John Henry Upton

John Henry Upton
Copyright (c) January 1997-present  Scott and Gwen Green



Union prisoner of war
Company E

87th Illinois Infantry
United States
Civil War

Grand Army Of The Republic Veteran (used by permission of The Flag Guys )

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John Henry Upton
John Henry Upton
29 October 1837
10 February 1908

Union Flag
 Illinois State Seal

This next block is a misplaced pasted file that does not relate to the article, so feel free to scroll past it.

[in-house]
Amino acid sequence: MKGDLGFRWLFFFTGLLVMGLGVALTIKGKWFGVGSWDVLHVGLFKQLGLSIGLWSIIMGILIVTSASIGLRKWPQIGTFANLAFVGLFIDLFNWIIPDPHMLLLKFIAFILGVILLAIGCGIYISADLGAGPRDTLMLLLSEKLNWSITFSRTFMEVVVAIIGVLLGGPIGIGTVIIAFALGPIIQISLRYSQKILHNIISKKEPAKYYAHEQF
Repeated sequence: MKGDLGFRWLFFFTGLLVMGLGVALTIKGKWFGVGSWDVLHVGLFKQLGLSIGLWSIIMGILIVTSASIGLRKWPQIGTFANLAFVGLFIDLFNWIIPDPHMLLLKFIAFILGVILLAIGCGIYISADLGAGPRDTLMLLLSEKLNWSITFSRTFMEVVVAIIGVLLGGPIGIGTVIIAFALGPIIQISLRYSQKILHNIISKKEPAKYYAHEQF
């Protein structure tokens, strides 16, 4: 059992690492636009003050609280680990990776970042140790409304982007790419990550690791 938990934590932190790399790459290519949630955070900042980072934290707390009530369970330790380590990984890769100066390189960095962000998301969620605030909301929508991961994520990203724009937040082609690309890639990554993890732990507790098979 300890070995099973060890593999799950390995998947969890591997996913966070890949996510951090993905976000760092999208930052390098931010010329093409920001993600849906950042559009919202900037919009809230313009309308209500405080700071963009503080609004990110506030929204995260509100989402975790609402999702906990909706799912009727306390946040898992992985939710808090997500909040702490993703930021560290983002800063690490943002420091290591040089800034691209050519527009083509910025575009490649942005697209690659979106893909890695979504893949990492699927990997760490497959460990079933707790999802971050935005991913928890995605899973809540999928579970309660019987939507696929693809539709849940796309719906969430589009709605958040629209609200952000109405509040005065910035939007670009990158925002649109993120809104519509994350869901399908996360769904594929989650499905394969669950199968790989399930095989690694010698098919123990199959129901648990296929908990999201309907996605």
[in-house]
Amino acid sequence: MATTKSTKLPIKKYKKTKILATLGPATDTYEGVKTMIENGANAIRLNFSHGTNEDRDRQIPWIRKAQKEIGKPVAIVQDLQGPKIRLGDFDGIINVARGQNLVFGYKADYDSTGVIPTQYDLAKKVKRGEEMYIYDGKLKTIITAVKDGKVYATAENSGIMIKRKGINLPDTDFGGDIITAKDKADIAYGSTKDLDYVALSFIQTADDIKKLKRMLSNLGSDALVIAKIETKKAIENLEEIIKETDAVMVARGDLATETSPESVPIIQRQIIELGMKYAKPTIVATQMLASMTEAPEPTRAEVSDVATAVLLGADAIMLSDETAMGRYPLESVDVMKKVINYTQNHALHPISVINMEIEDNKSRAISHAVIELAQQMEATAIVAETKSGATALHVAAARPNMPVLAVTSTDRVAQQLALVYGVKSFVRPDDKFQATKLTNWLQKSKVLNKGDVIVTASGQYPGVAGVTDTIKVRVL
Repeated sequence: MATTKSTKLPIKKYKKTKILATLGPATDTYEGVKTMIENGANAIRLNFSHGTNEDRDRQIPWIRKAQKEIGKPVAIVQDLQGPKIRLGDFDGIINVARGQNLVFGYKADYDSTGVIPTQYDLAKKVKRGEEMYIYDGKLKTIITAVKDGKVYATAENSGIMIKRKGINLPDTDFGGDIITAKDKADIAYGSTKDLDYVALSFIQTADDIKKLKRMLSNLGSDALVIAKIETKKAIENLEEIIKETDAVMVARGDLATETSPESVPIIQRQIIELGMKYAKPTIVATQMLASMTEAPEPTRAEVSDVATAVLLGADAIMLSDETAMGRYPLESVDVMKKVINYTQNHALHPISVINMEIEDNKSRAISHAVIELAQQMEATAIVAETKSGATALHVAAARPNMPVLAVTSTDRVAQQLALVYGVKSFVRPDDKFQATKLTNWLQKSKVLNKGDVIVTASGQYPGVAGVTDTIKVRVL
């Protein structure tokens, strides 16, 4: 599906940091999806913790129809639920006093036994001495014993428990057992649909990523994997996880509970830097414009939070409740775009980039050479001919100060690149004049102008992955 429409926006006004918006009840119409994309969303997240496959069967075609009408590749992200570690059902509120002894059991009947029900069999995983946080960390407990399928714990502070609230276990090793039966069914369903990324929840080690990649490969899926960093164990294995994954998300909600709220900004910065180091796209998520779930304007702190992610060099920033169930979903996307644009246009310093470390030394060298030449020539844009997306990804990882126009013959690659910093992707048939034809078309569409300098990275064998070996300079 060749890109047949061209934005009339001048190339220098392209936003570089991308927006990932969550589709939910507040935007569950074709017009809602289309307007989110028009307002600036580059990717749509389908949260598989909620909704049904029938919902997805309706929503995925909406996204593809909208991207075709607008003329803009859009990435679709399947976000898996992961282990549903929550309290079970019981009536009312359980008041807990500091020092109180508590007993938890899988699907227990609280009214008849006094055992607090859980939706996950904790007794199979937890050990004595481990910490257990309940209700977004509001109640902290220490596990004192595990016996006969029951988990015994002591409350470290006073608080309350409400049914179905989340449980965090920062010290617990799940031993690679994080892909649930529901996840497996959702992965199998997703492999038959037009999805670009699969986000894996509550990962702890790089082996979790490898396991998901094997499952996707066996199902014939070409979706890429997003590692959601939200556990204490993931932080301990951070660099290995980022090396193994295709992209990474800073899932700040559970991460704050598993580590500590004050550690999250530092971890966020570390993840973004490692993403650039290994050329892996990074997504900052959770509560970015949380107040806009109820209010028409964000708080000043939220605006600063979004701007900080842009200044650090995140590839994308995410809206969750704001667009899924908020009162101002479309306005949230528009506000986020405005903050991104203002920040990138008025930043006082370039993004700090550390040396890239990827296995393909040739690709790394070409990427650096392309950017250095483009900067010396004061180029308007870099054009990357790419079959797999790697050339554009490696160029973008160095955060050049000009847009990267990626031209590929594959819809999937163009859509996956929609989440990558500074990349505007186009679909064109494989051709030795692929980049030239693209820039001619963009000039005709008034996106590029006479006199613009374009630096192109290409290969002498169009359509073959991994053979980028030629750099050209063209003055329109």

Cemetery marker
Military Record
87th Illinois
Vicksburg Pictures
Camp Ford Pictures

John H. Upton was captured in 1864 and imprisoned at Camp Ford in Tyler, Texas.
Follow this link to learn more about this Civil War prison camp.

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Cemetery marker
Springer Cemetery
Hamilton County, Illinois

J. H. Upton, Company E, 87th Illinois John H. Upton Oct 20, 1837 - Feb 10, 1908

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Union soldier
from the History Of Gallatin, Saline, Hamilton,
Franklin & Williamson Counties, 1887
(p. 748)